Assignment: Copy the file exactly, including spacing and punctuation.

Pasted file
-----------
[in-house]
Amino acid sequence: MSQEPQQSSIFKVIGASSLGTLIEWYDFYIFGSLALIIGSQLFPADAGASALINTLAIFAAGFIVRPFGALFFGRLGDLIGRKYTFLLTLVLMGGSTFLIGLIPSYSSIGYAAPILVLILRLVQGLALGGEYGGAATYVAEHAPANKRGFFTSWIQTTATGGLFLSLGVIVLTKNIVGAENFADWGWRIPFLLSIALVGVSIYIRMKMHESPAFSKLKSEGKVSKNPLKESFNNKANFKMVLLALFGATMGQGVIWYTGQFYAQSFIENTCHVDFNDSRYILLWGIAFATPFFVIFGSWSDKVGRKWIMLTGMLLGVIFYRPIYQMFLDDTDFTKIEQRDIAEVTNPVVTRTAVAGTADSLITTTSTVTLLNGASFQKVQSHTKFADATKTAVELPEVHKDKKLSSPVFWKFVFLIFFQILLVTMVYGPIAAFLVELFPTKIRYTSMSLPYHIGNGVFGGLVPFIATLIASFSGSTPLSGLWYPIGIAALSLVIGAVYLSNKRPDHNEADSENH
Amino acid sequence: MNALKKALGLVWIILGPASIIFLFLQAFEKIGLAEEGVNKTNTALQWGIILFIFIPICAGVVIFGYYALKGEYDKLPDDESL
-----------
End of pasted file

[in-house]
Amino acid sequence: MSQEPQQSSIFKVIGASSLGTLIEWYDFYIFGSLALIIGSQLFPADAGASALINTLAIFAAGFIVRPFGALFFGRLGDLIGRKYTFLLTLVLMGGSTFLIGLIPSYSSIGYAAPILVLILRLVQGLALGGEYGGAATYVAEHAPANKRGFFTSWIQTTATGGLFLSLGVIVLTKNIVGAENFADWGWRIPFLLSIALVGVSIYIRMKMHESPAFSKLKSEGKVSKNPLKESFNNKANFKMVLLALFGATMGQGVIWYTGQFYAQSFIENTCHVDFNDSRYILLWGIAFATPFFVIFGSWSDKVGRKWIMLTGMLLGVIFYRPIYQMFLDDTDFTKIEQRDIAEVTNPVVTRTAVAGTADSLITTTSTVTLLNGASFQKVQSHTKFADATKTAVELPEVHKDKKLSSPVFWKFVFLIFFQILLVTMVYGPIAAFLVELFPTKIRYTSMSLPYHIGNGVFGGLVPFIATLIASFSGSTPLSGLWYPIGIAALSLVIGAVYLSNKRPDHNEADSENH
Amino acid sequence: MNALKKALGLVWIILGPASIIFLFLQAFEKIGLAEEGVNKTNTALQWGIILFIFIPICAGVVIFGYYALKGEYDKLPDDESL